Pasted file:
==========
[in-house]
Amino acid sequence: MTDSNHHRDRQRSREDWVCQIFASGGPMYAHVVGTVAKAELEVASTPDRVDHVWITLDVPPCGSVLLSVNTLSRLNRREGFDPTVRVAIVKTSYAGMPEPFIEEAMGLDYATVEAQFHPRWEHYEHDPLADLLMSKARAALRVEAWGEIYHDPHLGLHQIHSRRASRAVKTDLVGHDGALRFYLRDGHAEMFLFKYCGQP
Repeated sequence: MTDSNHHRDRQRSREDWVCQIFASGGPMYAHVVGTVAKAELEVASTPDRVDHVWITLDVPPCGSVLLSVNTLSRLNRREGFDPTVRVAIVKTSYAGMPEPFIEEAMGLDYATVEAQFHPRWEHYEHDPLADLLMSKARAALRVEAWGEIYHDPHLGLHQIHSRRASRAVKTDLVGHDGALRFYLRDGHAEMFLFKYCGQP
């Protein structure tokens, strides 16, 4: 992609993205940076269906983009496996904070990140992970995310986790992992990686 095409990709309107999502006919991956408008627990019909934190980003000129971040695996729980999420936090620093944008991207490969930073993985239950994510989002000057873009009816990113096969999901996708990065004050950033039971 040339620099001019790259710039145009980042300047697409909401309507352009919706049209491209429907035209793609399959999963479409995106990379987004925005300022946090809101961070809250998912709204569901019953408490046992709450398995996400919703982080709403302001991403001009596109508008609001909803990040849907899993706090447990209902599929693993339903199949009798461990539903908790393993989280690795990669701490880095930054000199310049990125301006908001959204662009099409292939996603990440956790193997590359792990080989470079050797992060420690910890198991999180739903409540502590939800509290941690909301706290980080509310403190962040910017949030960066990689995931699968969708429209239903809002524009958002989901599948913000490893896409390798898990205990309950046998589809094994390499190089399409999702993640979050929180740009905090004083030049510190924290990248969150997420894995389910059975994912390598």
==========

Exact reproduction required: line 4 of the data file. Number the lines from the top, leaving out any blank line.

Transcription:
């Protein structure tokens, strides 16, 4: 992609993205940076269906983009496996904070990140992970995310986790992992990686 095409990709309107999502006919991956408008627990019909934190980003000129971040695996729980999420936090620093944008991207490969930073993985239950994510989002000057873009009816990113096969999901996708990065004050950033039971 040339620099001019790259710039145009980042300047697409909401309507352009919706049209491209429907035209793609399959999963479409995106990379987004925005300022946090809101961070809250998912709204569901019953408490046992709450398995996400919703982080709403302001991403001009596109508008609001909803990040849907899993706090447990209902599929693993339903199949009798461990539903908790393993989280690795990669701490880095930054000199310049990125301006908001959204662009099409292939996603990440956790193997590359792990080989470079050797992060420690910890198991999180739903409540502590939800509290941690909301706290980080509310403190962040910017949030960066990689995931699968969708429209239903809002524009958002989901599948913000490893896409390798898990205990309950046998589809094994390499190089399409999702993640979050929180740009905090004083030049510190924290990248969150997420894995389910059975994912390598």